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Techniques for extreme attitude suspension of a wind tunnel model in a magnetic suspension and balance system

Techniques for extreme attitude suspension of a wind tunnel model in a magnetic suspension and balance system
Techniques for extreme attitude suspension of a wind tunnel model in a magnetic suspension and balance system
Although small scale magnetic suspension and balance systems (MSBSs) for wind tunnel use have been in existence for many years, they have not found general application in the production testing of flight vehicles. One reason for this is thought to lie in the relatively limited range of attitudes over which a wind tunnel model may be suspended. This text reports on the modifications made to an existing small MSBS at Southampton University to permit the suspension and control of axisymmetric models over an angle of attack range from less than zero degrees to over ninety degrees. Previous work had shown that the existing arrangement of ten electromagnets was unable to generate one of the force components necessary for control at the extreme attitudes. Examination of possible solutions has resulted in a simple alteration which rectifies this deficiency. To generate the feedback signals essential to control the magnetically suspended model, an optical position sensing system using collimated beams of laser light illuminating photodiode arrays has been installed and tested. An analytical basis has been developed for distributing the demands for force and moment needed for model stabilisation amongst the electromagnets and over the full attitude range. This has been implemented by an MSBS control program able to continually adjust the distribution for the instantaneous incidence in accordance with pre-scheduled data. Results presented demonstrate rotations of models from nought to ninety degrees at rates of change up to ninety degrees per second, with pitching rates rising to several hundred degrees per second in response to step-change demands. A study of a design for a large MSBS suggests that such a system could be given the capability to control a model in six degrees of freedom over an unlimited angle of attack range.
Parker, David Huw
0f247983-14f5-43f2-b27e-46106cdcf220
Parker, David Huw
0f247983-14f5-43f2-b27e-46106cdcf220
Goodyer, M.J.
262e49a1-2b80-42d5-877d-9e8963f9e543

Parker, David Huw (1989) Techniques for extreme attitude suspension of a wind tunnel model in a magnetic suspension and balance system. University of Southampton, Department of Aeronautics and Astronautics, Doctoral Thesis, 270pp.

Record type: Thesis (Doctoral)

Abstract

Although small scale magnetic suspension and balance systems (MSBSs) for wind tunnel use have been in existence for many years, they have not found general application in the production testing of flight vehicles. One reason for this is thought to lie in the relatively limited range of attitudes over which a wind tunnel model may be suspended. This text reports on the modifications made to an existing small MSBS at Southampton University to permit the suspension and control of axisymmetric models over an angle of attack range from less than zero degrees to over ninety degrees. Previous work had shown that the existing arrangement of ten electromagnets was unable to generate one of the force components necessary for control at the extreme attitudes. Examination of possible solutions has resulted in a simple alteration which rectifies this deficiency. To generate the feedback signals essential to control the magnetically suspended model, an optical position sensing system using collimated beams of laser light illuminating photodiode arrays has been installed and tested. An analytical basis has been developed for distributing the demands for force and moment needed for model stabilisation amongst the electromagnets and over the full attitude range. This has been implemented by an MSBS control program able to continually adjust the distribution for the instantaneous incidence in accordance with pre-scheduled data. Results presented demonstrate rotations of models from nought to ninety degrees at rates of change up to ninety degrees per second, with pitching rates rising to several hundred degrees per second in response to step-change demands. A study of a design for a large MSBS suggests that such a system could be given the capability to control a model in six degrees of freedom over an unlimited angle of attack range.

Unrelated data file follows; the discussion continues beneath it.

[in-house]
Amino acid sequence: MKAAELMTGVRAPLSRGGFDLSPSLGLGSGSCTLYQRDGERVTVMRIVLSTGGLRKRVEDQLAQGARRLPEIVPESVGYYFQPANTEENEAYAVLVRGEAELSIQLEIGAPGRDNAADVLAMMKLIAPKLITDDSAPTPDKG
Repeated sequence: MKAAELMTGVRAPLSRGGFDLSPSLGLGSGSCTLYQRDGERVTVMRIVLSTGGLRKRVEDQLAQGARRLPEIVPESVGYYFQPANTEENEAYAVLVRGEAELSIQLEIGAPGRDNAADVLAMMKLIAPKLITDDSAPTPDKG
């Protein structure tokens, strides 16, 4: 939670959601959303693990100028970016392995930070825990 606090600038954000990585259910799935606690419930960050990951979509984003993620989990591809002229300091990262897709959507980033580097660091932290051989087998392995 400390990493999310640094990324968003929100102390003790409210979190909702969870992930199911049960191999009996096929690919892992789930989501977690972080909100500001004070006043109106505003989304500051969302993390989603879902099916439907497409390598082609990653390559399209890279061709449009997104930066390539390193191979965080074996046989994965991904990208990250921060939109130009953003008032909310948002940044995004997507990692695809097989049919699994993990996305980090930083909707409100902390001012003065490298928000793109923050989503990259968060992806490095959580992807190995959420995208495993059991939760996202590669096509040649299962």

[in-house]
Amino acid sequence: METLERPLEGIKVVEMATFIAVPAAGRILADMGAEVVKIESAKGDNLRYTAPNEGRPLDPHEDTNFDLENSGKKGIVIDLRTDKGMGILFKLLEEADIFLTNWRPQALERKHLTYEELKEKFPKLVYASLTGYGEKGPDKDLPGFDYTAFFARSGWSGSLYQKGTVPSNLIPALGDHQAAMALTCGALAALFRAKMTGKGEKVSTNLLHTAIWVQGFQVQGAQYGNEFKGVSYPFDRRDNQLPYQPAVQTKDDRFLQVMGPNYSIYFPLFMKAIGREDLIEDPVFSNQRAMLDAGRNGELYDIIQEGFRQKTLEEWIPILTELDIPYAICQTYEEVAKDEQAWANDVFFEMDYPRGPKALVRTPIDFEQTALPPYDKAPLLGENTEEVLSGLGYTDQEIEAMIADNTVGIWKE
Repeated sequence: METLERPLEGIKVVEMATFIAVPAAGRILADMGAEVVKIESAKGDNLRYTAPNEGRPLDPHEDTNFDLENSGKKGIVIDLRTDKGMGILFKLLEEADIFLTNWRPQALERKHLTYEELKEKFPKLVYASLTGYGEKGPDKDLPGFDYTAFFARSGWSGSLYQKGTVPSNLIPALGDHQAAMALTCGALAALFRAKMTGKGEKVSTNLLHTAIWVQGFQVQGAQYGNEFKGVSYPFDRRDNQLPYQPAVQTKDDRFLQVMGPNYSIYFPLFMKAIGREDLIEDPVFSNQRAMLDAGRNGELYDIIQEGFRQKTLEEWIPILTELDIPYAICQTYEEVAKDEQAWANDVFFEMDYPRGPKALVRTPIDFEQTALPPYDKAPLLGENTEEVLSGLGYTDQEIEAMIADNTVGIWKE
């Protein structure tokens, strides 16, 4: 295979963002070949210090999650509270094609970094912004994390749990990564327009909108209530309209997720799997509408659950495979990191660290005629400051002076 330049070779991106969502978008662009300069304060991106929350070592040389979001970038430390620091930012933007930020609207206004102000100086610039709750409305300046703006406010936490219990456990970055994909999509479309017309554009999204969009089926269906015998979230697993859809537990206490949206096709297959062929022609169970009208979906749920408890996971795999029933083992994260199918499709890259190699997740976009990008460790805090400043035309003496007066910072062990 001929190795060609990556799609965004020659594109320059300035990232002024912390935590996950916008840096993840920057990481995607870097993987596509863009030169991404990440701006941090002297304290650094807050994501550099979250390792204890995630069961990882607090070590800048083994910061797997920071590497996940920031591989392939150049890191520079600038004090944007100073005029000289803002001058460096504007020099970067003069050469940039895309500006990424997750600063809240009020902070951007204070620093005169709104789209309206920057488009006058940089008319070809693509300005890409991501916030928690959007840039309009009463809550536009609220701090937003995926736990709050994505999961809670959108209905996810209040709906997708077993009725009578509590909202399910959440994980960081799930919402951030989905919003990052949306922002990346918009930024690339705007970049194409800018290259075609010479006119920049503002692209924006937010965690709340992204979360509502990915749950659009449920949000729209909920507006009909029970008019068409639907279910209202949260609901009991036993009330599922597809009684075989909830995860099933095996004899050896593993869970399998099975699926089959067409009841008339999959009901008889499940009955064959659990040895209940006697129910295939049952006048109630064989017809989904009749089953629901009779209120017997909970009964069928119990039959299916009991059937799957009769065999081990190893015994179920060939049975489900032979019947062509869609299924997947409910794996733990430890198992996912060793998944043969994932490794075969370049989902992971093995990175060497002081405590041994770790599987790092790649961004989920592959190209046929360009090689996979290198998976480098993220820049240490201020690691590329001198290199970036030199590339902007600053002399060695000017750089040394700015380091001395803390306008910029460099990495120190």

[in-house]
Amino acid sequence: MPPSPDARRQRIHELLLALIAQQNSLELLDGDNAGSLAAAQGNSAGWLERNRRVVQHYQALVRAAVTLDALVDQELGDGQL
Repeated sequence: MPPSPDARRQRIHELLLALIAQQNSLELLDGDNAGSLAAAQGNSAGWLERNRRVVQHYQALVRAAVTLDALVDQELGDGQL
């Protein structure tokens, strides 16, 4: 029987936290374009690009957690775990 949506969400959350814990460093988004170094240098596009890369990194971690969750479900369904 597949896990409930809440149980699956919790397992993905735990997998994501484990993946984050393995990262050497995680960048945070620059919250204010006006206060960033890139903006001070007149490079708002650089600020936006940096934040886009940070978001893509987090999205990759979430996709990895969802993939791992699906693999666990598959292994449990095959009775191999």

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Published date: April 1989
Organisations: University of Southampton, Aerodynamics & Flight Mechanics

Identifiers

Local EPrints ID: 52256
URI: http://eprints.soton.ac.uk/id/eprint/52256
PURE UUID: cbf56953-d785-41ad-8314-d0e75be115f2

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Date deposited: 26 Aug 2008
Last modified: 13 Mar 2019 20:44

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